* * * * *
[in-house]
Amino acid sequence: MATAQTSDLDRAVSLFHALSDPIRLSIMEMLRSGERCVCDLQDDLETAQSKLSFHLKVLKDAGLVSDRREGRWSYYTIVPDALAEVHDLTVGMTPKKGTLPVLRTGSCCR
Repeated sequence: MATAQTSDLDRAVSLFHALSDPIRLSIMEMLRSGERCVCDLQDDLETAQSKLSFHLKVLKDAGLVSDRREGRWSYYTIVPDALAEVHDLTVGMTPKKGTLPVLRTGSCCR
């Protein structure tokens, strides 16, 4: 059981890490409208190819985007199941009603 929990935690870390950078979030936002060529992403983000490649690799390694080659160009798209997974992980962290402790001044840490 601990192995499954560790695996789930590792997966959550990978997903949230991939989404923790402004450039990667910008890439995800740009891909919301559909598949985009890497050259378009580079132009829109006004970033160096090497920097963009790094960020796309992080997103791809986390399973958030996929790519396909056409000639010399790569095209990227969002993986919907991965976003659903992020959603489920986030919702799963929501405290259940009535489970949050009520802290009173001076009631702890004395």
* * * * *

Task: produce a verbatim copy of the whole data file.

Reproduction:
[in-house]
Amino acid sequence: MATAQTSDLDRAVSLFHALSDPIRLSIMEMLRSGERCVCDLQDDLETAQSKLSFHLKVLKDAGLVSDRREGRWSYYTIVPDALAEVHDLTVGMTPKKGTLPVLRTGSCCR
Repeated sequence: MATAQTSDLDRAVSLFHALSDPIRLSIMEMLRSGERCVCDLQDDLETAQSKLSFHLKVLKDAGLVSDRREGRWSYYTIVPDALAEVHDLTVGMTPKKGTLPVLRTGSCCR
């Protein structure tokens, strides 16, 4: 059981890490409208190819985007199941009603 929990935690870390950078979030936002060529992403983000490649690799390694080659160009798209997974992980962290402790001044840490 601990192995499954560790695996789930590792997966959550990978997903949230991939989404923790402004450039990667910008890439995800740009891909919301559909598949985009890497050259378009580079132009829109006004970033160096090497920097963009790094960020796309992080997103791809986390399973958030996929790519396909056409000639010399790569095209990227969002993986919907991965976003659903992020959603489920986030919702799963929501405290259940009535489970949050009520802290009173001076009631702890004395």